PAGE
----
Evangelism question time #1

First, thank you for all your comments, feedback and questions.  I’ve really enjoyed hearing from old industry colleagues and new friends in DevRel roles around the world.  Thought I’d share some questions we’ve discussed that I think are of general interest in a round up post.

We don’t have the resources to build an Evangelism team like BlackBerry’s, can I hire a Community Manager to run my developer program?

Well, maybe.  Developers can spot other developers in a heartbeat, they can also spot someone that’s not a developer  just as quickly.  If your community manager is a developer and has participation from your Product Development Team, this may work but I’m assuming that you’ve built out an SDK, developer portal, blog, forums (yours or Stackoverflow and their ilk), Twitter and Facebook presence as prerequisites.  Your team needs to build a thoughtful and targeted key influencer program to help you scale out your message.  Evangelism is active and participatory, so, you should build a company wide understanding of your engagement model because everyone is an evangelist.

What about breadth vs. depth programs?

The funny thing about this, I get a lot of pings from former ‘Softies on this one.   This question is a classic “can I have my cake and eat it too?” resource investment problem.  Simple answer, I didn’t find the silver bullet at BlackBerry,  we bit the bullet and did both to the best of our abilities and resources.  Mind you, BlackBerry took ecosystem building seriously and invested on the order of a 10X increase in investment over anything RIM had done before but still pales in comparison to investment levels at my former employer.

Should we charge for our Developer Program?

We decided that information and SDKs should be free, however “App Certification” is paid (our Built for BlackBerry program).  I believe the time to “Hello World” is criticalonce you’ve captured a developer’s attention, so for BlackBerry we’ve focused on speeding and simplifying our programs as much as possible and still have more work to do here.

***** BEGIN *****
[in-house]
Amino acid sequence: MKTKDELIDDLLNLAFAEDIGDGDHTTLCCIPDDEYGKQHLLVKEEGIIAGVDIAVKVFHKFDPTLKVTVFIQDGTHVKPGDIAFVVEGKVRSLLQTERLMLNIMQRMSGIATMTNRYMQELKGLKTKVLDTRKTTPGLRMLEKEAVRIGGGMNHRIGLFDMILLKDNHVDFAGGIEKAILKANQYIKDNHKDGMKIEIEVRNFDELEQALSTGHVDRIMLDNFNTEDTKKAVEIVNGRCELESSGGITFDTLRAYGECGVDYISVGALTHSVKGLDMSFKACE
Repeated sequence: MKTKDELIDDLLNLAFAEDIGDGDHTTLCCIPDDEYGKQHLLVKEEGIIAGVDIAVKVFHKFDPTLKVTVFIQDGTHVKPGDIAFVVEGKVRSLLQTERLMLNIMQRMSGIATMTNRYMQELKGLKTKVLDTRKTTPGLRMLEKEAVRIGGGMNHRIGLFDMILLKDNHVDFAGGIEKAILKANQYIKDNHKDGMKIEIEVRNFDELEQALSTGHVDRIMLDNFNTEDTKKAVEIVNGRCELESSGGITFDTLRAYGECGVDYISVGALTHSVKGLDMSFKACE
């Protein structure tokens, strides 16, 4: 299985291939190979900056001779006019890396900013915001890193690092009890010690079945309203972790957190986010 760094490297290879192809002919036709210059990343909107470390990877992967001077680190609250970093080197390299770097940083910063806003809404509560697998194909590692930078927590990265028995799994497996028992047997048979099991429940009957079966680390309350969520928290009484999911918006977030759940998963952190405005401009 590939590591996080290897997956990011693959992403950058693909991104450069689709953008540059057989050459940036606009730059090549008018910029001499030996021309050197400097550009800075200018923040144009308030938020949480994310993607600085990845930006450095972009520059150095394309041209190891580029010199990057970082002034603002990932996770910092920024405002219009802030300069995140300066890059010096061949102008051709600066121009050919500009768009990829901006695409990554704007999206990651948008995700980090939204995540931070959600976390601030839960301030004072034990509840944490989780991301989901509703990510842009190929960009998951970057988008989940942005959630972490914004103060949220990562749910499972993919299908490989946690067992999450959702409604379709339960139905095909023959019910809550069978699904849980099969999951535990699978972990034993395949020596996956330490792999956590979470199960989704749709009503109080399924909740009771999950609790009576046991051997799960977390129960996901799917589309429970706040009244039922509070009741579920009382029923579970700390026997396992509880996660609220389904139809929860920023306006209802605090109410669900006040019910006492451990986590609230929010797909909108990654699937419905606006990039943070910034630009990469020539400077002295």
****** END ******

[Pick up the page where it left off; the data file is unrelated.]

Come on, your other posts about what tactics and strategies you used are the same as everyone else, where’s the secret sauce?

Well, really there is no secret sauce, perhaps a quick summary will help.  Your single most critical success factor are the people on your team, they have to all be great hires.  All my Evangelists must be interviewed by me and Alec and have the key skills, background and “intangibles” we’ve seen in our high powered Evangelists.  Next is consistency, both in your approach on engagement, but your product design must manifest what you’re evangelizing to the community in terms of value prop and experience.  Does your firm  believe your ecosystem is strategically key to it’s success?  Believe me this commitment, or lack thereof shows through to developers and won’t invest if they feel you’re making a temporary investment.  Be approachable, the “anonymous evangelist on a forum” persona is a recipe for failure, people respond to people.  Yes, we’re in the technology business but Evangelism is a People business, it really is about hearts and minds.  Have fun, take risks and be memorable.

What do you think of what “fill in competitor name here” is doing with their Evangelism program?

Most often I get asked about my former employer, and the honest answer is I don’t know and you’ll have to do the research and form your own opinion.  If you’re asking me to benchmark what we do vs. others, something I learned at my former employer and my read of the Steve Jobs biography is that Apple also observes, adopts and “owns” strategies and tactics we all see in play developed by others in the industry.  You should too.


Fun with statistics

In the run up to our launch in the USA, I suspect discussion of  the number of Android titles in BlackBerry World will again surface.  First a bit of history to frame my thoughts here.

Historically platform changes have always been a high risk/reward proposition, and the industry continues to exhibit behavior described by Geoffrey Moore in his classic Crossing the Chasm.   Using Moore’s terms, to encourage  “pragmatists” to adopt lead to creation of a  two part platform introduction strategy.  First, focus all evangelism on the new platform to attract the “early adopters” and secondly supply tools or a porting layer to enable a move from the incumbent platform to the new target to decrease risk for the “pragmatists”.

Does this work?  Yes, over the many platform changes I’ve overseen on the PC use of porting tools/layers have been effective tactic, but I’ve not seen as an effective implementation and execution as we’ve done at BlackBerry.  While the speculated number of Android ported apps in BlackBerry World grossly overshoots the actual numbers, what’s important is the number of “pragmatist” partners who used the porting layer to ship a BlackBerry 10 app for launch with minimal risk.  Based on observed BB10 results/downloads these partners are now working on native BlackBerry 10 Cascades apps that fully integrate with the BlackBerry Hub, for them, the porting layer served it’s purpose.  This is a textbook example of the platform change strategy in execution and over the coming months we’ll all enjoy this second wave of  native BlackBerry 10 apps.

Every year, we’re getting… younger?

At BlackBerry Jam Europe, I was asked what was surprising to me about working with the BlackBerry developer community over the last year; and I replied how rapidly the average age of developers is decreasing.  This observation is supported by both market research sources, and what I have observed first hand.